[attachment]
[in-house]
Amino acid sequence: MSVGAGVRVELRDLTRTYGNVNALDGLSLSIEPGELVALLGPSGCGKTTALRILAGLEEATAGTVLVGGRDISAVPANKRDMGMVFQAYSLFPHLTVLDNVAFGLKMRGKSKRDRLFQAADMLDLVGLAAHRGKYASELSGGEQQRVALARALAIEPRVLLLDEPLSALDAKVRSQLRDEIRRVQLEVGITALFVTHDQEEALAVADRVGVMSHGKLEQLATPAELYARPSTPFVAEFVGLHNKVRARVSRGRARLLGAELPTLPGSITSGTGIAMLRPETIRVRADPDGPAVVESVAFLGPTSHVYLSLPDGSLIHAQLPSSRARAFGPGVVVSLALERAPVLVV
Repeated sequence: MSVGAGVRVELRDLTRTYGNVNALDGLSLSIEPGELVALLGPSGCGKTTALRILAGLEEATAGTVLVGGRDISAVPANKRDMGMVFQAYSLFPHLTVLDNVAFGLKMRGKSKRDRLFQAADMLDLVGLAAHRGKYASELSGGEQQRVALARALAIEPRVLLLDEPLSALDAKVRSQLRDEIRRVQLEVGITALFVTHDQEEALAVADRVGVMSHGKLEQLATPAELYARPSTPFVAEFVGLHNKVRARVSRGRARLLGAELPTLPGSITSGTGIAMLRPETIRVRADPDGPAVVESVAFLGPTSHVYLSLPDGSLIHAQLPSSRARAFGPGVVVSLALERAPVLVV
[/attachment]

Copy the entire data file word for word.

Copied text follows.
[in-house]
Amino acid sequence: MSVGAGVRVELRDLTRTYGNVNALDGLSLSIEPGELVALLGPSGCGKTTALRILAGLEEATAGTVLVGGRDISAVPANKRDMGMVFQAYSLFPHLTVLDNVAFGLKMRGKSKRDRLFQAADMLDLVGLAAHRGKYASELSGGEQQRVALARALAIEPRVLLLDEPLSALDAKVRSQLRDEIRRVQLEVGITALFVTHDQEEALAVADRVGVMSHGKLEQLATPAELYARPSTPFVAEFVGLHNKVRARVSRGRARLLGAELPTLPGSITSGTGIAMLRPETIRVRADPDGPAVVESVAFLGPTSHVYLSLPDGSLIHAQLPSSRARAFGPGVVVSLALERAPVLVV
Repeated sequence: MSVGAGVRVELRDLTRTYGNVNALDGLSLSIEPGELVALLGPSGCGKTTALRILAGLEEATAGTVLVGGRDISAVPANKRDMGMVFQAYSLFPHLTVLDNVAFGLKMRGKSKRDRLFQAADMLDLVGLAAHRGKYASELSGGEQQRVALARALAIEPRVLLLDEPLSALDAKVRSQLRDEIRRVQLEVGITALFVTHDQEEALAVADRVGVMSHGKLEQLATPAELYARPSTPFVAEFVGLHNKVRARVSRGRARLLGAELPTLPGSITSGTGIAMLRPETIRVRADPDGPAVVESVAFLGPTSHVYLSLPDGSLIHAQLPSSRARAFGPGVVVSLALERAPVLVV